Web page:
Let’s take a look at how our perception of time plays a significant part in many of the actions, thoughts and beliefs in our lives.
How long will it take for the gazillions of out-of-control forest fires currently raging in California and in Canada’s western provinces to wake up those decision-makers who could begin a reversal of global warming and climate change?
How long will it take for the employers of many workers for to wake up to the fundamental truth that happy and engaged workers are more productive and also a better investment than “starved” workers?
How long have human beings inhabited this planet?
How long have men and women fought over their respective gender “rights” and “responsibilities”?
How long has racism plagued the species, with little or no bending of the curve of remediation?
There is apparently a direct co-relation between our perception of time and many of our urgencies. How urgent do we need changes in specific situations, in order to continue to engage in those situations? For example, if there is a persistent theme in the negative manner in which another speaks to us, how long do we “take” such treatment before we push-back, and how forceful is that push-back? If we belong to a church or another civil organization, and there are issues that are especially evident and persistent, issues that really matter to us, how long do we take to express our discomfort, to propose alternatives, or even to withdraw?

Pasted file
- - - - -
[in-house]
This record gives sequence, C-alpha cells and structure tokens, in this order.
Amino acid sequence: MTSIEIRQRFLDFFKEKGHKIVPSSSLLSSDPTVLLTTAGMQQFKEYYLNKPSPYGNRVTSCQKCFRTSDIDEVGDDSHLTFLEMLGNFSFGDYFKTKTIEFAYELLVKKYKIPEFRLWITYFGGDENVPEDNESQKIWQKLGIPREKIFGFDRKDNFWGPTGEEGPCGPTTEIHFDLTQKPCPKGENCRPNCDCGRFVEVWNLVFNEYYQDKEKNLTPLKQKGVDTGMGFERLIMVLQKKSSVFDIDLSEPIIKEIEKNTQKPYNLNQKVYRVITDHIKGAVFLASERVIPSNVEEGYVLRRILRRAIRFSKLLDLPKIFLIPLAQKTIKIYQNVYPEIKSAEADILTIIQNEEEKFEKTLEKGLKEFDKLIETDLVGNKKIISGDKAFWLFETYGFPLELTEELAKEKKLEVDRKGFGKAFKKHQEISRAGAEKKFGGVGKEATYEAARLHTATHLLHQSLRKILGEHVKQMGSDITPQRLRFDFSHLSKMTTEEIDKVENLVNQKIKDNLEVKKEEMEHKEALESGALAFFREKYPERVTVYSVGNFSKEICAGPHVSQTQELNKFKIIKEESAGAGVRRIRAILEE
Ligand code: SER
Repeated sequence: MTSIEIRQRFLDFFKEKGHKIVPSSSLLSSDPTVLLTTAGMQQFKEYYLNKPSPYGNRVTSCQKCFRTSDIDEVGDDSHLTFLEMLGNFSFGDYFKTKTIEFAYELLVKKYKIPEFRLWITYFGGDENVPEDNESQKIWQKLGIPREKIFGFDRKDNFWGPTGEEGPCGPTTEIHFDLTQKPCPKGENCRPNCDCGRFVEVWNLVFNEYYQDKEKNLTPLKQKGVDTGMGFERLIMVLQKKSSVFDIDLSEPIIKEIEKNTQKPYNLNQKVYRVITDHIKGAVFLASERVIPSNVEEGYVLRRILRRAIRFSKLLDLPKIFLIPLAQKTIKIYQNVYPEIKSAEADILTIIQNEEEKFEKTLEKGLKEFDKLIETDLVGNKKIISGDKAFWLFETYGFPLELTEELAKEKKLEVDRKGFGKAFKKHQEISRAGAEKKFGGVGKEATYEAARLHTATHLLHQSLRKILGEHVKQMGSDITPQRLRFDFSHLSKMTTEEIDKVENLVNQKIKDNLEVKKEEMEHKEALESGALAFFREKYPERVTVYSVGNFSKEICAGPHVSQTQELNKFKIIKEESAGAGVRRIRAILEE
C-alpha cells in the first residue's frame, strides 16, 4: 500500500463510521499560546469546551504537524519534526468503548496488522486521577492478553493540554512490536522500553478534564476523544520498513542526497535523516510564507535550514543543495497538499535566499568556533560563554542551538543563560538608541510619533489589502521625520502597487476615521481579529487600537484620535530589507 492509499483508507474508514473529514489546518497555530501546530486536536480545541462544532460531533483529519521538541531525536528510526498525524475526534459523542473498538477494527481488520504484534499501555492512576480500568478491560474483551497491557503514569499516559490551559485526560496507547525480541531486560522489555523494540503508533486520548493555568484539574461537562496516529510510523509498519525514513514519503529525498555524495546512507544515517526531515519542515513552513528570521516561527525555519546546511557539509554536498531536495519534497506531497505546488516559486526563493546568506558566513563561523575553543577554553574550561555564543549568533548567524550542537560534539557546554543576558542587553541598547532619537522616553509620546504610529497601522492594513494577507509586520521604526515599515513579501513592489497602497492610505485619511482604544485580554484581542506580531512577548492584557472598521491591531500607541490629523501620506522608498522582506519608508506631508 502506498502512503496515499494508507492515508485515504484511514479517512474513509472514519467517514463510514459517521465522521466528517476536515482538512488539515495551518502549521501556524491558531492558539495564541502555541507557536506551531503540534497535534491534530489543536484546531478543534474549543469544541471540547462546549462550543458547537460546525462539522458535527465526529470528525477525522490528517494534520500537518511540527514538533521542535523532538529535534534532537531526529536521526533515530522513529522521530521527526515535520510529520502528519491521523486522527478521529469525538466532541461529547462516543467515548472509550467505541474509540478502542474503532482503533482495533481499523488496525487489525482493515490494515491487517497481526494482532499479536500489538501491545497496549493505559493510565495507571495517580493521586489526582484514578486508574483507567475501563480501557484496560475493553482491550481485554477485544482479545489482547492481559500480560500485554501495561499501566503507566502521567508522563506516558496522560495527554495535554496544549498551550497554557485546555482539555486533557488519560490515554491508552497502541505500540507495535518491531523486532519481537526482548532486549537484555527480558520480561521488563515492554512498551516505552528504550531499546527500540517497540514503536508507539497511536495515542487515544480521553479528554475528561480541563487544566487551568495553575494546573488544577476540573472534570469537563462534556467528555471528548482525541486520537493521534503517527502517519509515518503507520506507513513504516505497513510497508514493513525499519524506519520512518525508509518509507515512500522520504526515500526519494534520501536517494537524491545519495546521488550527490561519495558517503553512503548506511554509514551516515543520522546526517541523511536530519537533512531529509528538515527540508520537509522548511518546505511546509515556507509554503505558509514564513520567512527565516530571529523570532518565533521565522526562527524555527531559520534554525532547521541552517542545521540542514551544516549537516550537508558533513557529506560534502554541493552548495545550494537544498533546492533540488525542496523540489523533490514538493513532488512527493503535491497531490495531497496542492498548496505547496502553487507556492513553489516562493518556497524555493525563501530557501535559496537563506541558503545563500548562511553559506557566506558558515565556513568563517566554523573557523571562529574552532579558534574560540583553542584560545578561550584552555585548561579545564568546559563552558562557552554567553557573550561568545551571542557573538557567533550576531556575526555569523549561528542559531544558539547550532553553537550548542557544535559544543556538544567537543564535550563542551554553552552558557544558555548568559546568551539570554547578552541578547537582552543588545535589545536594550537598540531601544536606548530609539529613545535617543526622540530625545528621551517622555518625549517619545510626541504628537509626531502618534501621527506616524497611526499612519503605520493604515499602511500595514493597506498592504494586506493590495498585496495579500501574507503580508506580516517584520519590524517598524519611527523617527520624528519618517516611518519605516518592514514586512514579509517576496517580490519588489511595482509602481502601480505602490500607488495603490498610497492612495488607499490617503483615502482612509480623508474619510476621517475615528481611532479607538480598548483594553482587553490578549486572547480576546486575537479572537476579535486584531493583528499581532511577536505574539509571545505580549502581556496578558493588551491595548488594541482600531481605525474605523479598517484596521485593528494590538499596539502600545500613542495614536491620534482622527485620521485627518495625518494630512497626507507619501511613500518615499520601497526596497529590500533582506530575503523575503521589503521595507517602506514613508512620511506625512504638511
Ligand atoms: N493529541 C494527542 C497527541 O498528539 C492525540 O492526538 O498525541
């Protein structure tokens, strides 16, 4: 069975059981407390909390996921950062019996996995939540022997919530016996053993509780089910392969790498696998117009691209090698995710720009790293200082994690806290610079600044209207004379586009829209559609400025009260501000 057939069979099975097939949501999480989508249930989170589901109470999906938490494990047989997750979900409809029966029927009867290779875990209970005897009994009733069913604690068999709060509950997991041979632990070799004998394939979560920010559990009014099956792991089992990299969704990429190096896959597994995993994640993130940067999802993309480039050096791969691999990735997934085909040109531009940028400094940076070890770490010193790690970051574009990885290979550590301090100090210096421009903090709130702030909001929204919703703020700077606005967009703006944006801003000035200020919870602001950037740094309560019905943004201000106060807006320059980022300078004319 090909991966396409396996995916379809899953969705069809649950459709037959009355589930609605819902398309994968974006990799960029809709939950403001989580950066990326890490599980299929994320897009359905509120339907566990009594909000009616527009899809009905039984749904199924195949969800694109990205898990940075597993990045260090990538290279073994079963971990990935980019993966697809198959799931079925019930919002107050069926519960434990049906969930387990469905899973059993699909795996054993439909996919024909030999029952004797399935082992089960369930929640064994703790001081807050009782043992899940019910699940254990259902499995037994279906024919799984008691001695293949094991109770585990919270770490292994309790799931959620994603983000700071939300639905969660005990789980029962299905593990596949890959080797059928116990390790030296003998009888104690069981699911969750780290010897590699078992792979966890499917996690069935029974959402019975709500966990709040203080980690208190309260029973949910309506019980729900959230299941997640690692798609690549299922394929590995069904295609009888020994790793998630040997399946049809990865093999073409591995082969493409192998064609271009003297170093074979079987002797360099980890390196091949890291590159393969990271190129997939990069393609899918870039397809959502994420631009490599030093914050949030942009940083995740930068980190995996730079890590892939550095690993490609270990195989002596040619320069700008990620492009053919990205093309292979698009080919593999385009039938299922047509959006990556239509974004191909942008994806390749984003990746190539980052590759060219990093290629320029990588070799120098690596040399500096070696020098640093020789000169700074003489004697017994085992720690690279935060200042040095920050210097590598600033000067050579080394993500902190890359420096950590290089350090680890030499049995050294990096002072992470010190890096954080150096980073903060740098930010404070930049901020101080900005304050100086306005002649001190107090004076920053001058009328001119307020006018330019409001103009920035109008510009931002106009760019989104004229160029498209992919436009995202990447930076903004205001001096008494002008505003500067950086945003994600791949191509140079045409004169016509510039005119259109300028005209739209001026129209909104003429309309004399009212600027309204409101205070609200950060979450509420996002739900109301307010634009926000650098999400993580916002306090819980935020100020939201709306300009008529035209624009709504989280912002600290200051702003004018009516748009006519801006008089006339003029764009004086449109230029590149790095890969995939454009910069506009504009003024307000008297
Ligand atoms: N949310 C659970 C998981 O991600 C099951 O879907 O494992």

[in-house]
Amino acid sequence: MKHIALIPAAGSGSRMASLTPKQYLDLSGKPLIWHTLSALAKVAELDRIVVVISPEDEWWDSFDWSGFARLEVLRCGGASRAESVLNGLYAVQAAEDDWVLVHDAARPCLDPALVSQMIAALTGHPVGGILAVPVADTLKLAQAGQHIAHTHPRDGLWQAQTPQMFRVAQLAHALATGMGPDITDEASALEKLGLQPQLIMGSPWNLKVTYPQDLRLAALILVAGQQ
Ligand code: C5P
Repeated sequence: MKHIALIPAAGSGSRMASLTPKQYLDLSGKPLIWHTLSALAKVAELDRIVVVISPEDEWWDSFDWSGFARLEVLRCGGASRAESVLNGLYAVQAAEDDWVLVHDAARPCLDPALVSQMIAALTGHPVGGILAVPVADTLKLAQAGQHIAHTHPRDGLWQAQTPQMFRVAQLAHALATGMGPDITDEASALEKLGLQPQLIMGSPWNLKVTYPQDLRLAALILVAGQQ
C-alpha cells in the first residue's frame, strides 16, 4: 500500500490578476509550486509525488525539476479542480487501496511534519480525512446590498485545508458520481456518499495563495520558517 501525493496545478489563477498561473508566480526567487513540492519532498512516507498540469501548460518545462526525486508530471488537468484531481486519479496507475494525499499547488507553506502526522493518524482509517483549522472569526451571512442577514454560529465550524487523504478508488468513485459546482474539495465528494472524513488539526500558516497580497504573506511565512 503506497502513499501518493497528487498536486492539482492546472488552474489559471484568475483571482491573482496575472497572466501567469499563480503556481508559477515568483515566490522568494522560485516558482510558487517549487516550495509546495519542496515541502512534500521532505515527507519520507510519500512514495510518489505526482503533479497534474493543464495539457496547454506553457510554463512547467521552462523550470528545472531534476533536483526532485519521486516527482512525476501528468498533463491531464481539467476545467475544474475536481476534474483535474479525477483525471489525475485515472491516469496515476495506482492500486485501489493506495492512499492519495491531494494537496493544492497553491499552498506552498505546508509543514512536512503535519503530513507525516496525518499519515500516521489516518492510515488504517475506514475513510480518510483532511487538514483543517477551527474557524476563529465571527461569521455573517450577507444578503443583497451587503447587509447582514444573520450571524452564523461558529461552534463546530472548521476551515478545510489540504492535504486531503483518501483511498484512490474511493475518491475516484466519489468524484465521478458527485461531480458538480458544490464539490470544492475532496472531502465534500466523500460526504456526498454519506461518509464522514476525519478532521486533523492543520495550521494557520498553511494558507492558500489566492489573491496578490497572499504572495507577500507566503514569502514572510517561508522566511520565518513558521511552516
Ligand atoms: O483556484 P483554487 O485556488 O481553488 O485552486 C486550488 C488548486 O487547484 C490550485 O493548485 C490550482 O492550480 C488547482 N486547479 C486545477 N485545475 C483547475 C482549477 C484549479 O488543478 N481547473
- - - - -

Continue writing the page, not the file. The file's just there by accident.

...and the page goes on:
When we are children of parents whose behaviour is abusive, for example, how long can/do we tolerate the abuse, before ‘reporting’ our situation? If we are in a marriage in which our needs are not being met, and we have expressed those needs to our partner without noticing much change, are we equipped with the necessary skills to negotiate the changes we seek? Or do we consider, after “some time”, that we have waited long enough for those changes to take effect, without inquiring as to how together those changes might be accomplished, and make a complete break?